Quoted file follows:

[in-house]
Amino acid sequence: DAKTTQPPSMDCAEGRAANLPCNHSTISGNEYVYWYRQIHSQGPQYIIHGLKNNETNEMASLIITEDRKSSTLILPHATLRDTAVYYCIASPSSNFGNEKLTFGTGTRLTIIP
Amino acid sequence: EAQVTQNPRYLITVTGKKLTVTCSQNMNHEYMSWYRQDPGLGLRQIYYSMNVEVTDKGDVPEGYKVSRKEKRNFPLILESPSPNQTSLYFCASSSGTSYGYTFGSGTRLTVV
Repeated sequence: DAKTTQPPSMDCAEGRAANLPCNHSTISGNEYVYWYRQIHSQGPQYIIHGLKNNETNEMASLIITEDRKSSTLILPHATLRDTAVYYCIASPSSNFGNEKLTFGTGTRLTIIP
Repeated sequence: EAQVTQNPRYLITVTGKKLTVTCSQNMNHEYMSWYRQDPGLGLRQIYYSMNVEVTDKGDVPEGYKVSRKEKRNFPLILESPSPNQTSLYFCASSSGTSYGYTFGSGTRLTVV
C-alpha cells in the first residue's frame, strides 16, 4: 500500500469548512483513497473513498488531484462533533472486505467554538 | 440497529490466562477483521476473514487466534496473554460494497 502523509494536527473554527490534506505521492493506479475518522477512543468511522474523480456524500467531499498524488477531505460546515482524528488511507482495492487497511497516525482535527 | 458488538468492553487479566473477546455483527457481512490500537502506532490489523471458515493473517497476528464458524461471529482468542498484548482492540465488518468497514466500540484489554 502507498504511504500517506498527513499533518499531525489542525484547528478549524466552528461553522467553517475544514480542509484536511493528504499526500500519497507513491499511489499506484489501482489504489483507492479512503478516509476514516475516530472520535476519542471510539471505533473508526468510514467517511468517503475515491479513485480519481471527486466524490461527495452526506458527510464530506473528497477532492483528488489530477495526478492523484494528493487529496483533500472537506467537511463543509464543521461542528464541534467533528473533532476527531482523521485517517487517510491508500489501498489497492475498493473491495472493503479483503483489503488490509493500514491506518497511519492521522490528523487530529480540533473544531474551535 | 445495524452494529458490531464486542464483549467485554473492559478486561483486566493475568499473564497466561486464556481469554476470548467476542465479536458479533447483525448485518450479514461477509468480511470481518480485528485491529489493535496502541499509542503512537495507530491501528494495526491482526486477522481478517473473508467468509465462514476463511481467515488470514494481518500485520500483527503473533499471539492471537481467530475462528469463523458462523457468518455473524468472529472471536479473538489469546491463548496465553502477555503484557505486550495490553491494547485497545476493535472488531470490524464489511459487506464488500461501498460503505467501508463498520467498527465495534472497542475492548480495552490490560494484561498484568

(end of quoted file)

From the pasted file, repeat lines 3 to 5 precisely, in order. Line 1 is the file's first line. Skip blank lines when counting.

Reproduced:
Amino acid sequence: EAQVTQNPRYLITVTGKKLTVTCSQNMNHEYMSWYRQDPGLGLRQIYYSMNVEVTDKGDVPEGYKVSRKEKRNFPLILESPSPNQTSLYFCASSSGTSYGYTFGSGTRLTVV
Repeated sequence: DAKTTQPPSMDCAEGRAANLPCNHSTISGNEYVYWYRQIHSQGPQYIIHGLKNNETNEMASLIITEDRKSSTLILPHATLRDTAVYYCIASPSSNFGNEKLTFGTGTRLTIIP
Repeated sequence: EAQVTQNPRYLITVTGKKLTVTCSQNMNHEYMSWYRQDPGLGLRQIYYSMNVEVTDKGDVPEGYKVSRKEKRNFPLILESPSPNQTSLYFCASSSGTSYGYTFGSGTRLTVV